What a great start to the new decade! After ice climbing in North Wales over new year, in some of the best winter conditions experienced there for a generation, I headed out to the Alps for two weeks. Along with several days shooting some ongoing photography projects, I managed to squeeze some climbing and skiing in too. An enormous amount of snow fell in the Chamonix Valley in early January, and I enjoyed some of the best powder I've ever skied.
Ben O'Connor-Croft and I had a particularly memorable day at Grand Montets. We got the first lift to the top, skied untracked powder down to the top of the Rive Gauche Wall above the Argentiere glacier, abseiled down and climbed the classic WI6 icefall 'Nuit Blanche' (The White Knight), then skied back to Argentiere in time for tea. I'm not sure if there's anywhere else in the world where you can combine downhill skiing and ice climbing with such convenience! (By the way, Nuit Blanche is outstandingly good, one of the very best pure ice routes I've ever done, for sure).
The author leading the second pitch of Nuit Blanche (WI6)
Another highlight for me was skiing Cosmiques Couloir for the first time, one of the most sought-after and notorious off-piste runs in the Valley. Abbing in off the Cosmiques arete with skis on your back and 1000 metres of forty-degree snow beneath you, with the odd cliff to keep things interesting, is one of the most thrilling and unforgettable downhill experiences in the western Alps. And the extremely fast powder run back down to to Cham off the old mid-station is the icing on the very large cake of this classic descent.
Ben O'Connor-Croft hard-charging Cosmiques Couloir
I was back in the UK for one day at the end of January - just enough time to charge camera batteries, upload a few thousand RAW files, and wash my clothes - before a thoroughly uncivilised 3.30 am alarm call to get a flight to Amsterdam and meet my 14 clients for Jagged Globe's Kilimanjaro Lemosho Glades expedition. Despite two clients having their flight from Leeds cancelled, they amazingly still just made the connecting flight out to Tanzania, and the next morning I had a full team of 14, supported by 6 local guides, and no less than 55 local porters and staff all waiting for the starting pistol.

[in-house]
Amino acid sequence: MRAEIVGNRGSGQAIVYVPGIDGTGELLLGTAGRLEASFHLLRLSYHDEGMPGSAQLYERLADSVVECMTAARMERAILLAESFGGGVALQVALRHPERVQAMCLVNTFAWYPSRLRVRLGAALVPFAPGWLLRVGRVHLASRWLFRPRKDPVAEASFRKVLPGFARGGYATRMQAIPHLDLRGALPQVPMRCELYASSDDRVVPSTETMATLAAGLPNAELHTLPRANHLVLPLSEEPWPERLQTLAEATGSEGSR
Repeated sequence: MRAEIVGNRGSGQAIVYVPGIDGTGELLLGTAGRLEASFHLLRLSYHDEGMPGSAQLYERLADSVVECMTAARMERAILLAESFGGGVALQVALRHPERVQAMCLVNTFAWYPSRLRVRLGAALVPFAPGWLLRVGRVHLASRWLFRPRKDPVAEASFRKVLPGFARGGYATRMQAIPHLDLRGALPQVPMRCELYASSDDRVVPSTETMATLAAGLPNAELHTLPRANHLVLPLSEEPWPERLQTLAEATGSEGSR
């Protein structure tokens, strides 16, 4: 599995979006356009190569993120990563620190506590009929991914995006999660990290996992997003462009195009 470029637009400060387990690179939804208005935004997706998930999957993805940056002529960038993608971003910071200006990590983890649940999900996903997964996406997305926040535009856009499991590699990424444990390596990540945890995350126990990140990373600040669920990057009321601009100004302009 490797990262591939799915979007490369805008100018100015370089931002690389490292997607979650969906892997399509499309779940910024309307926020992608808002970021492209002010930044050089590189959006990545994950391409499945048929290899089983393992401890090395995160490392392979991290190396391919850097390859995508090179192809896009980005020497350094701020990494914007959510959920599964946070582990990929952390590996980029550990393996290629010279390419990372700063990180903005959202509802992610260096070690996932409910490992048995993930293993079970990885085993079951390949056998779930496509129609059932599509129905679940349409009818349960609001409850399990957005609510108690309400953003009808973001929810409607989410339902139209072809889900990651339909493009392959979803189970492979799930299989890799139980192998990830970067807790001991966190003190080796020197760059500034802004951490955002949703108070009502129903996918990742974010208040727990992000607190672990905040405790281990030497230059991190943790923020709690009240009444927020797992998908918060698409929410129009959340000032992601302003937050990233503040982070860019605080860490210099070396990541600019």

Kilimanjaro seen from the Shira Plateau to the south
We enjoyed clear weather and stunning views of the mountain on the approach trek across the Shira Plateau. On the climb up the Barranco Wall, conditions closed in and the mountain remained veiled in cloud for the next 24 hours - thankfully we were not scheduled to summit until the day after. We left Barafu base camp at 1am on the morning of Saturday February 6th, and our ascent up the steep scree to Stella Point was lit by some awesome electrical storms building on both sides, over the Seregeti Plain to the west and the Indian Ocean to the east.
Greg Annandale looking out towards Mawenzi (5500m) from Stella Point as dawn breaks.
I was understandably a bit concerned about this, but by 8.30am all 14 clients successfully made it to the highest point in Africa, Uhuru Peak (5,893m), under clear skies but with those threatening clouds still approaching. We all made a swift retreat and eventually reached Mweka Camp down at 2800 metres late in the afternoon, after a 17 hour day and almost 5000 metres (that's about 16,000 feet) of ascent and descent! A tremendous effort from my clients - very well done by all of them.
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